When I work out, part of the process is using and being a spotter. A spotter is someone who stands by you when you’re lifting weights, in case the weight gets to be too much and you start to lose your grip.
A spotter is there if needed, but most often you don’t need them. While a trainer may teach you proper form, a spotter helps you protect that form by giving you feedback if they see any issues. This enables you to increase your weights with less risk of injury.
That got me to thinking about how we need spotters in other areas of life as well, and what it means to be a good spotter.
Good spotters resist the urge to jump in too soon or take over. Some people I’ve spotted have gotten furious with me for doing that. That’s so analogous to leadership and to life, where it’s easy to jump in too soon or help too much.
Spotters don’t grab the bar and lift it up for you unless it’s an emergency. Instead, it’s about having a light touch – two fingers from each hand, just lightly placed to take enough weight off for the person to feel, “Okay, I’ve got this.” That’s usually all you need to take it the rest of the way.
A good spotter doesn’t need to be big or brawny. Sometimes a spotter doesn’t even need to touch the weights to be helpful. What they really need is to pay attention, encourage you, really listen to you, and respect your wishes. And of course, they need to be willing to set their own workout goals aside for a few minutes to come over and help you.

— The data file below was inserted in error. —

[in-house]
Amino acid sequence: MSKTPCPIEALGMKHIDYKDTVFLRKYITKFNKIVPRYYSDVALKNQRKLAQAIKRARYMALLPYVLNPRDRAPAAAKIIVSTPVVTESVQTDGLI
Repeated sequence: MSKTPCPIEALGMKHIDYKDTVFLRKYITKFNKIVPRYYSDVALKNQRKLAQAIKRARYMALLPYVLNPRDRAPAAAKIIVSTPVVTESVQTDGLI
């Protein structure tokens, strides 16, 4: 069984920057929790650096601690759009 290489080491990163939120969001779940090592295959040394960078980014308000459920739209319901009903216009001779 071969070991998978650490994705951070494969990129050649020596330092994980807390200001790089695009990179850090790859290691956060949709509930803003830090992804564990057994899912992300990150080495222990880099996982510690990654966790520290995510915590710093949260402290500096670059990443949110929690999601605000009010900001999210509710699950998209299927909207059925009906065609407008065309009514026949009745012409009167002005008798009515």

What does it do for the person lifting the weight to know the spotter is there? For me, it gives me the confidence to go to a greater weight, because I’ve got someone who’s going to step in if I need them.
In leadership, and not just now during a pandemic, we need to have that confidence and support to always be pressing the envelope and expanding to the edges. Otherwise, we’re just going to stay where we’re at.
Just as every coach needs a coach, it’s important for spotters to take care of themselves. At the gym, this means taking a “spotter stance” so you have the stability to do what you need to do. In leadership, it means having a stable baseline of wellness and self-care, so you won’t be knocked off balance by the challenges you’re supporting other people to meet. And having a spotter of your own.